Managing color in photography is one of the hardest things to master. A red berry in a green bush just jumps out at you, while brown skies don't often make for great looking images. Aside from color having a profound impact on any given scene, color has its own luminosity values as well, making it color theory something to pay close attention to before your next shoot. Professional landscape photographer and instructor Dave Morrow comes to the rescue.
Dave starts his comprehensive video by analyzing why certain paintings just look great because of their color. In particular, the works of Albert Bierstadt. There's something about Bierstadt's landscape paintings that strikes the perfect balance between drama and realism. As photographers of the natural world, I think it's a good idea to follow Dave's advice and analyze paintings for yourself too. Not just for color, but for composition as well. Painters have to work with a blank canvas to create a scene from scratch, whereas we photographers deduct components from our image until we are happy with what is left standing.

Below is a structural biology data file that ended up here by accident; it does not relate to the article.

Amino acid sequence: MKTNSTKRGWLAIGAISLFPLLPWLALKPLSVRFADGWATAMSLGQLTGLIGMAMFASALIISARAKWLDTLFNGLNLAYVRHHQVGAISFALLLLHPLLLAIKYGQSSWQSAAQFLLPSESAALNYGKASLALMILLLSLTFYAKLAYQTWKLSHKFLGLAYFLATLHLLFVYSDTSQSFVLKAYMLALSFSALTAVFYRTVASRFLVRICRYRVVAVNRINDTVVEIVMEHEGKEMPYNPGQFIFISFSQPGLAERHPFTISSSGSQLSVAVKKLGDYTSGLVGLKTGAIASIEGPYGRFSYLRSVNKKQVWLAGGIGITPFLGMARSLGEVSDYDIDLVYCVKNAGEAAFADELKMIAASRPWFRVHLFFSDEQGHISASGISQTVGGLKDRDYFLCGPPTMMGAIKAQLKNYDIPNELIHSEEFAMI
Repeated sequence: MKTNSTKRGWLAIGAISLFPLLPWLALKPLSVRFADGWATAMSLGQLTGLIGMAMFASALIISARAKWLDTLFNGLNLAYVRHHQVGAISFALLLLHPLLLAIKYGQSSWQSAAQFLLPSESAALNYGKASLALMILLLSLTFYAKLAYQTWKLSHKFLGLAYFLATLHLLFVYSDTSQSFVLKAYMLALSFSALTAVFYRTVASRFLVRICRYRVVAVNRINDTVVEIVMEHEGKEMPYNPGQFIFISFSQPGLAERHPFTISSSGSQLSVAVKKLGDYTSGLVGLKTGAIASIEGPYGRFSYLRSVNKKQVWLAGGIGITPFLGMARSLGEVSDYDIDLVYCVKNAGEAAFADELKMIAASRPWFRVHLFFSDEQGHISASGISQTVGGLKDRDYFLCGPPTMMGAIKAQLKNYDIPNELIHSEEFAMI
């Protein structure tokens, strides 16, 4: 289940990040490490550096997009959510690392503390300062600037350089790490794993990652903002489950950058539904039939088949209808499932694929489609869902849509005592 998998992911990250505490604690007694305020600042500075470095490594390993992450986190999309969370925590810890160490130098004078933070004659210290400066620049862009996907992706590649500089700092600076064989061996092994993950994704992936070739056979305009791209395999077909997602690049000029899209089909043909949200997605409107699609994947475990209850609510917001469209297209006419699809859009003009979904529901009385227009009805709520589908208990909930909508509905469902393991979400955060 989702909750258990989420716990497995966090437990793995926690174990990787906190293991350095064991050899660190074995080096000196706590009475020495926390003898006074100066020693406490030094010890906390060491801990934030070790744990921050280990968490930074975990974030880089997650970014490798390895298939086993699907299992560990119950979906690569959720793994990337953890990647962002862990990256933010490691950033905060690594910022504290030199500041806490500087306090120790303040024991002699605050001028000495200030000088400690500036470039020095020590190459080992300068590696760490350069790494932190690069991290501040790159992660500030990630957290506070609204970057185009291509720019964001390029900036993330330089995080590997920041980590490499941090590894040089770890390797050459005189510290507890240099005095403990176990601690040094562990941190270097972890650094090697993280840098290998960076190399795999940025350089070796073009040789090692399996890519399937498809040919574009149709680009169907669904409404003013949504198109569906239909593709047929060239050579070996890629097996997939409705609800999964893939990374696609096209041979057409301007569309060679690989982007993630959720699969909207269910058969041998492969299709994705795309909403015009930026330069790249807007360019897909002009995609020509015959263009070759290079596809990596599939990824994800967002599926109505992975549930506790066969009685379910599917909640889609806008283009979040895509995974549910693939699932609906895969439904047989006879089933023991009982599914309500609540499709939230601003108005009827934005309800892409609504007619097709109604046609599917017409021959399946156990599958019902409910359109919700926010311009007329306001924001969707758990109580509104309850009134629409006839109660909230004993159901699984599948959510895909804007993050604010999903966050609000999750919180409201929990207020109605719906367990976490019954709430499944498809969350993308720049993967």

It takes a while, but eventually Dave applies the theory in practice by enhancing his own image with the techniques learned in the first half of the video. But what I really want you guys to read is the written guide to color theory found on Dave Morrow's website. I have had formal education in color theory, but never seen anything of this depth applied directly to photography. Especially the color guide at the end of the article is really good, although it reminds me of Ted Gore's written guide a bit too much.
Give it a thorough read and tell me what you think. Will knowing this transform your images?